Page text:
“Women should do more in the military than just pushing paper, and the Christmas mission was a chance to show off a little,” she said. Smith has an immediately engaging smile, an earnest smile. She volunteered for Iraq because she’d been training people for deployment. “This is my second family out here. I volunteered to come because I knew the rest of my people were going, and if I didn’t, who was going to take care of them?”
Pressure and perspective
CWO Angie Barros, from Monticello, Minn., another of the pilots on the Christmas flight, said that when the idea for the mission was first floated, “I got a little stressed about it.”
“This was going to be a supposedly historical event. Then I began thinking about why it should be historical. We do this. This is routine. I was amazed that it hadn’t been done before. After I started thinking that way, I was fine.”
The mission was fine, she said. “Showtime” — when the pilots and crew show up for the first morning briefings — was at 4:20 a.m., with “wheels-up” a little after 7. “We took off on time, made the stops on time — just a very smooth mission, overall,” she said.
Capt. Phoebe Inigo, from Hawaii, was the pilot most excited about the symbolic aspect of the flight. She comes from a “not very good neighborhood” on Oahu, she said, and the National Guard paid for her college education. “More girls need to know they can do this. That there are opportunities. Other people from my neighborhood who went to college, if they could even get through, they’d have debts like $30,000. I had zero. And I got to fly. And here I am. I like it.”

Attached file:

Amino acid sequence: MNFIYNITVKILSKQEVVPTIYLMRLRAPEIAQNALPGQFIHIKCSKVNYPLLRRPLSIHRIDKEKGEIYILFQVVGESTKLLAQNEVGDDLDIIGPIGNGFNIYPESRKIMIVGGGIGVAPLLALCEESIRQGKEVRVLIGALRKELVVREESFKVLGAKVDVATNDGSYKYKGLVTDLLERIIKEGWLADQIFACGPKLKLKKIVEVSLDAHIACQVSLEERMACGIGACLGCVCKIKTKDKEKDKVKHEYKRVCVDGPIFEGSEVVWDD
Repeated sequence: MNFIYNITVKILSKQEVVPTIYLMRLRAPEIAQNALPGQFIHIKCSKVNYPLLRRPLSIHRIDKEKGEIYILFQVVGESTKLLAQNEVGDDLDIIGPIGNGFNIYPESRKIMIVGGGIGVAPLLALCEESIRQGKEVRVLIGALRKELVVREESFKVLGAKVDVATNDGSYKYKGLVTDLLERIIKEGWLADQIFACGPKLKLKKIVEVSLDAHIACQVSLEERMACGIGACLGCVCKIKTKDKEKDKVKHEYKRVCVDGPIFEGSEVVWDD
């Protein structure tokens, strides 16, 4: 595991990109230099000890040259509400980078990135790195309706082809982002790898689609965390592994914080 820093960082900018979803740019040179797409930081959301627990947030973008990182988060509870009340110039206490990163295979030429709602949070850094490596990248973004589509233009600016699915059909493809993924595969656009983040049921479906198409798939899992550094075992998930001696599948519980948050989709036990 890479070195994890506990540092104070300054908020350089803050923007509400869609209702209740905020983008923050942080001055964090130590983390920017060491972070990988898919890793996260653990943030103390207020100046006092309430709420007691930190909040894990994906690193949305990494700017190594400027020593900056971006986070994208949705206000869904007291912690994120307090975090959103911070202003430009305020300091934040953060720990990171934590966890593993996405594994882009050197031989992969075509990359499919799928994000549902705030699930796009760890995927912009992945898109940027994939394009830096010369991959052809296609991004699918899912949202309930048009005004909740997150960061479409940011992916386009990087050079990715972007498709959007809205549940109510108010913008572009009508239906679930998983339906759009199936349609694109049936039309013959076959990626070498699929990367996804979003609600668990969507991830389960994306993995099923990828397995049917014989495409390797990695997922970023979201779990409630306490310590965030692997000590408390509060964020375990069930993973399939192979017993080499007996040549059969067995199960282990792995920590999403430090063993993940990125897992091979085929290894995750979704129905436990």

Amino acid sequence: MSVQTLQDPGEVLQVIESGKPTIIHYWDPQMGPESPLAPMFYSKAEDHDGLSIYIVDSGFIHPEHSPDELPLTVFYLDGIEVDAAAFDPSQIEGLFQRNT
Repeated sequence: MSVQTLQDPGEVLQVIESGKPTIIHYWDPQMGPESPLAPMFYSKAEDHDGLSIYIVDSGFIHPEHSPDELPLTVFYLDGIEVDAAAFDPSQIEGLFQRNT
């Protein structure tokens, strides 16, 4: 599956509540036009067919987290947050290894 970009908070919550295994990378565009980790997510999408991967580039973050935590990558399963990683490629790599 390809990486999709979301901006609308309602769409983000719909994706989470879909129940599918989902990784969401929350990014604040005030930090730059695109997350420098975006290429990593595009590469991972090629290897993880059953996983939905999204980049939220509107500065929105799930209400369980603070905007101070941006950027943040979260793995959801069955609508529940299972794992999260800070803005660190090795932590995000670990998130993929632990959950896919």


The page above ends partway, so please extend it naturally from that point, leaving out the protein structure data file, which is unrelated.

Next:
Inigo had worked extensively with the Guard in recruiting efforts in Hawaii, especially in her old neighborhood, going around to the schools, telling people what was available through the military. “That’s where the Christmas mission can be valuable. You say, ‘Look, this happened. I flew it.’ Would you like to do something like that? What would you like to do?”
Changing roles, attitudes
In addition to the pilots and Sgt. Smith, the Christmas mission included crew chiefs Leilani Aho, from Washington, and Michelle Aina and Crisaron Voeuth, from Hawaii. Crew chiefs are qualified to do maintenance on the helicopters, in addition to working as door-gunners during the flight. They were on leave or unavailable for comment for this story.
Burgess, the air mission commander on Christmas, said one unhappy aspect of the landmark mission was that she missed her husband and two sons, ages 16 and 12, on the holidays. “They miss me, but they don’t really express it much. This is sort of old-hat for them — they’ve been with the military as long as they’ve been alive, and they know that this happens.”
Burgess has been in the military, in one way or another, for 25 years — 10 on active duty, 15 with the guard — and has seen things change over the years.
“Attitudes [toward females] have changed. There are still some problems, but not like it used to be. I’ve had people get out of my helicopter when they found out a woman was flying it. I still have people say, ‘You know, you’re the first woman I’ve ever flown with.’ A lot of things have changed that over the years. The Christmas mission was another step in the process.”
John Camp is a Pulitzer Prize-winning journalist and best-selling novelist who writes under the pen name John Sandford. He can be reached at jcamp [at] minnpost [dot] com.
Tuesday, Jan. 22, 2008 video from Iraq
Reported by Eric Bowen